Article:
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article imageReview: ‘Miss Violence’ is a challenging portrayal of abuse Special

By Sarah Gopaul     Sep 16, 2013 in Entertainment
In ‘Miss Violence,’ a young girl jumps to her death on her 11th birthday. But the family’s irregular reaction to her “accident” draws suspicion from observers.
There are movies that take the bold responsibility of tackling difficult subjects. They are equally difficult to watch, but an effective way of shedding light on these otherwise hidden stories. Though people may be tempted to frame this story in the context of Greece’s debt crisis, it's important to remember Miss Violence is about power not about money.
On her 11th birthday, Angeliki commits suicide. When police question the family, they claim to have noticed no change in behavior prior to her death and seem convinced it was an accident. When social services visit to assess the home, they find all evidence of her existence removed and the family unaffected by her absence. But there are many secrets hidden in their closets, some of which may have been worth dying for.
This is a horrific tale of abuse that can evoke opposing reactions in the same viewer. It should be commended for exposing these cruelties – real and metaphorical; but it can be simultaneously disliked for the events it portrays on screen. There is eventually a point in the movie that inspires nothing but rage at the narrative for the helplessness it arouses in the audience and the compliance of the characters.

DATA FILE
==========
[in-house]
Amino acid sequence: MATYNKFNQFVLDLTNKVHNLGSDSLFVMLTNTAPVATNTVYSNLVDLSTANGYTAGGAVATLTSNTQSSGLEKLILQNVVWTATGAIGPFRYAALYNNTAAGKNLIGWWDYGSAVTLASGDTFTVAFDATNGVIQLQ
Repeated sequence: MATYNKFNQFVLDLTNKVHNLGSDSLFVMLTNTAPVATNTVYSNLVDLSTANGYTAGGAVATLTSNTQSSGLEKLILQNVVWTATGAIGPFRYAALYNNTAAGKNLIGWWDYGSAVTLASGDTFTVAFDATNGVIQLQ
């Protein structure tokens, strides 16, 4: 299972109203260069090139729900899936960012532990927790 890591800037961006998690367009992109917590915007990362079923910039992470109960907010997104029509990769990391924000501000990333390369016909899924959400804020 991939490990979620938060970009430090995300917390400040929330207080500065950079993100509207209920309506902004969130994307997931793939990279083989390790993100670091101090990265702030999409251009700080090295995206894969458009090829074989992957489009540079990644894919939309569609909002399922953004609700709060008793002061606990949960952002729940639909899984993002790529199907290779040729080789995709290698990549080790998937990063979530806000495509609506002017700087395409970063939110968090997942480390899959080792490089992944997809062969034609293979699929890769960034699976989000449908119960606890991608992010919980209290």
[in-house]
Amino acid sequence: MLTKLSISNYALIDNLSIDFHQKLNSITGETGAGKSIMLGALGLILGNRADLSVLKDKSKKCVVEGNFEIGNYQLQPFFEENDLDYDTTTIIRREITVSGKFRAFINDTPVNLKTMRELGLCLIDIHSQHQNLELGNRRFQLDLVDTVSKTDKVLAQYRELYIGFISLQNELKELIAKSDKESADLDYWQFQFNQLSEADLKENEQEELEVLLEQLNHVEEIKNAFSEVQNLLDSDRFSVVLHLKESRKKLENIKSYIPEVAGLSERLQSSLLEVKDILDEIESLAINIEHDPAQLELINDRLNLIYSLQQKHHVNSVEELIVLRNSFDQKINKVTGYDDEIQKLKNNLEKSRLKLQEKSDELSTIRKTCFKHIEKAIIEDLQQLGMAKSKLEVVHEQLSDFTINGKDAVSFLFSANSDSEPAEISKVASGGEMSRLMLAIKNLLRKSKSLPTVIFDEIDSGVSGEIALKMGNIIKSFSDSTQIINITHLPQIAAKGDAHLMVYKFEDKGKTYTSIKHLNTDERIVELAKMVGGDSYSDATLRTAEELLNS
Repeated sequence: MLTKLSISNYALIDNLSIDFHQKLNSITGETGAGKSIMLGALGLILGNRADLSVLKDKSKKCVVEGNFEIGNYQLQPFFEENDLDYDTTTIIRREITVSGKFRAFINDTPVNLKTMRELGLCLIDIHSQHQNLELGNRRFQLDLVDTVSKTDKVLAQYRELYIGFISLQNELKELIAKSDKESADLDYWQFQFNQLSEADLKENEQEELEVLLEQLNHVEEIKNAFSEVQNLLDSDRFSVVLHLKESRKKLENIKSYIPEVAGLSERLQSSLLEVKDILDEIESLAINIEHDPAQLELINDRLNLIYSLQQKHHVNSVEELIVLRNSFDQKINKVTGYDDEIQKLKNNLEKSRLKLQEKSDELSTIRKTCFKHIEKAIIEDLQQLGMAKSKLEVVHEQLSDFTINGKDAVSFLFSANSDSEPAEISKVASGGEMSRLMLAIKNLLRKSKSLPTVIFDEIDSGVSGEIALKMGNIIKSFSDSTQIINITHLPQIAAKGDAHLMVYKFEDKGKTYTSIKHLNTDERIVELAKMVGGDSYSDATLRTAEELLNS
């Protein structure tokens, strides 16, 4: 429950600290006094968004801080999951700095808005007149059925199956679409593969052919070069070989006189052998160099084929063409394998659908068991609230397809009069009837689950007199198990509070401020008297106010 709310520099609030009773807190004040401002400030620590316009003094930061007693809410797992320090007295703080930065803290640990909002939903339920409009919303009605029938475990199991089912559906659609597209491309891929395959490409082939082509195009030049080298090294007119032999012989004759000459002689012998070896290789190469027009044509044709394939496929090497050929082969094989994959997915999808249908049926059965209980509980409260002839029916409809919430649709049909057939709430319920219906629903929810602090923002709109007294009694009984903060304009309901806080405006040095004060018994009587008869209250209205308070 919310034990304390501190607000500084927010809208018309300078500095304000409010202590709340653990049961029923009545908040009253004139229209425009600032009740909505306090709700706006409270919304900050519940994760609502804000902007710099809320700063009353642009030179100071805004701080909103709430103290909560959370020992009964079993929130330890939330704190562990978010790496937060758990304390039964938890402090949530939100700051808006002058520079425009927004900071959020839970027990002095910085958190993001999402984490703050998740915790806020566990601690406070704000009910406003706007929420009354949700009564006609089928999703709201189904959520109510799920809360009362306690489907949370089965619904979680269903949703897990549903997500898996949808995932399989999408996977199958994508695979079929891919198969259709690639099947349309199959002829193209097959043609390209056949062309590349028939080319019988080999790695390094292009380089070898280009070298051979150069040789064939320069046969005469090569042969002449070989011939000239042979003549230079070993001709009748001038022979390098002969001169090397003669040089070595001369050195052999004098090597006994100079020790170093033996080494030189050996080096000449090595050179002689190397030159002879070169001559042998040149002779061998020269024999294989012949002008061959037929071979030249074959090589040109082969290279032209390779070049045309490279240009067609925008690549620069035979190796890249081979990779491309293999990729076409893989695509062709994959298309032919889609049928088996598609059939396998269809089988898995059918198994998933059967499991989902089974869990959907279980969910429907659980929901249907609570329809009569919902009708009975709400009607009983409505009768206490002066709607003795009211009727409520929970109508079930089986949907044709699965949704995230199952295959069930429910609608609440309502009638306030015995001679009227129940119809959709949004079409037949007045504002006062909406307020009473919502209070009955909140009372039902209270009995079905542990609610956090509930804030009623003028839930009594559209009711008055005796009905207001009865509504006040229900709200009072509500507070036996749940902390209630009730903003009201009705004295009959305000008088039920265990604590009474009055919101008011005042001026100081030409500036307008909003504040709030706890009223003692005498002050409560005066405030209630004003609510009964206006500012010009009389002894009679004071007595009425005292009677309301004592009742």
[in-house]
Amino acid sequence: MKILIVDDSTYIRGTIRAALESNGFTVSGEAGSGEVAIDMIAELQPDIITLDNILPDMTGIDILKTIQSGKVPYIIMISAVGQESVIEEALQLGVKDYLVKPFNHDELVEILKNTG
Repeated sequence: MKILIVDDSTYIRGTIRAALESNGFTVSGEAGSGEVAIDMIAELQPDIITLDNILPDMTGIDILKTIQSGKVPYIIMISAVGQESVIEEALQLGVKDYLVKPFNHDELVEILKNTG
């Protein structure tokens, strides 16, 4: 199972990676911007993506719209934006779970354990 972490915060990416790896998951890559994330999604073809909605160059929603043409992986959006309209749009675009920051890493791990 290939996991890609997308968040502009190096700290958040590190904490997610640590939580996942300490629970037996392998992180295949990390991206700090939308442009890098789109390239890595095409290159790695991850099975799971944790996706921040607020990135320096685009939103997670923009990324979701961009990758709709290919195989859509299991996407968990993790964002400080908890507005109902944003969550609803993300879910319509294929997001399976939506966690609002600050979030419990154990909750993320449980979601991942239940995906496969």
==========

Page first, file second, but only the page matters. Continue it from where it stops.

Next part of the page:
Themis Panou makes a bold choice to portray the monstrous father in this picture. The film only gradually reveals the extent of the abuse being wielded in this home, escalating from intense control and manipulation by the father to the unthinkable. On the surface, he is vying for father of the year, supporting his unwed daughter and her children. But he is far from earning any parenting commendations. He uses fear and rewards to dominate and rule the household to the extent that he can make them do anything.
Though the film is Greek, this is not a tale restricted to that country. It is a shockingly candid and sadly universal portrait of indescribable exploitation that happens to be Greek.
Miss Violence screened as part of the City to City programme during the Toronto International Film Festival (TIFF).
Director: Alexandros Avranas
Starring: Themis Panou, Eleni Roussinou and Kalliopi Zontanou
More about Miss Violence, Themis Panou, Alexandros Avranas, Tiff, greek debt crisis
 
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